The Rise of Populism in 2006
by Jerome Armstrong, Fri Oct 27, 2006 at 09:43:06 AM EDT
I was with Governor Mark Warner and Jim Webb traveling on The Crooked Road and the Blue Ridge Music Trail yesterday in Harrisonburg, Virginia, with some bluegrass music from Trent Wagler and the Steelwheels. A great crowd of 400 people showed up for the event.
What I was struck by was the strong chord of populism in Jim Webb's speech. His biggest applause line was, when talking about Fortune 500 companies, how 40 of them hadn't paid taxes last year-- how the corporations are not paying their fair share.
Is there a populist in the Senate right now? I think Wellstone was a populist; some might say Feingold, who is more of a maverick than anything else.
In the next US Senate, we have the potential to reshape the political dialogue across a lot of different degrees. Having a black man from the south as a Senator in Harold Ford, having a socialist from Vermont as a Senator in Bernie Sanders, and having a libertarian from Montana as a Senator in Jon Tester, all will broaden the Democrats Big Tent.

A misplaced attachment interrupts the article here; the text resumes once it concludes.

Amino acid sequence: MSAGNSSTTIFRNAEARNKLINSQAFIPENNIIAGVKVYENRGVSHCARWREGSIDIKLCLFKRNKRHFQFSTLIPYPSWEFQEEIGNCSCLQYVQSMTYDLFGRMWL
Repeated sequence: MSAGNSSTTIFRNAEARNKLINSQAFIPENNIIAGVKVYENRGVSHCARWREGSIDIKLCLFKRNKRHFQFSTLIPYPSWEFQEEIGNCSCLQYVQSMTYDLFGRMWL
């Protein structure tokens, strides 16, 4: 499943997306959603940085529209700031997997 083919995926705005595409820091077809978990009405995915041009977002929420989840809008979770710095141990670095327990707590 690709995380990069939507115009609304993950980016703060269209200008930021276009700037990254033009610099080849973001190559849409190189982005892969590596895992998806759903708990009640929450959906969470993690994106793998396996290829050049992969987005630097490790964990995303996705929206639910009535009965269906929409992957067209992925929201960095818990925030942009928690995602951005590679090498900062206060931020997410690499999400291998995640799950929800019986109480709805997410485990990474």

But it's the populist strain that aims to come to the US Senate that promises the most in terms of reshaping the agenda of this nation. Not only with Sherrod Brown in Ohio and Jim Webb in Virginia, but also with Ned Lamont in Connecticut. They are all figures that signal the rise of people-powered politics this decade, and the entrance into the US Senate of the popular will again.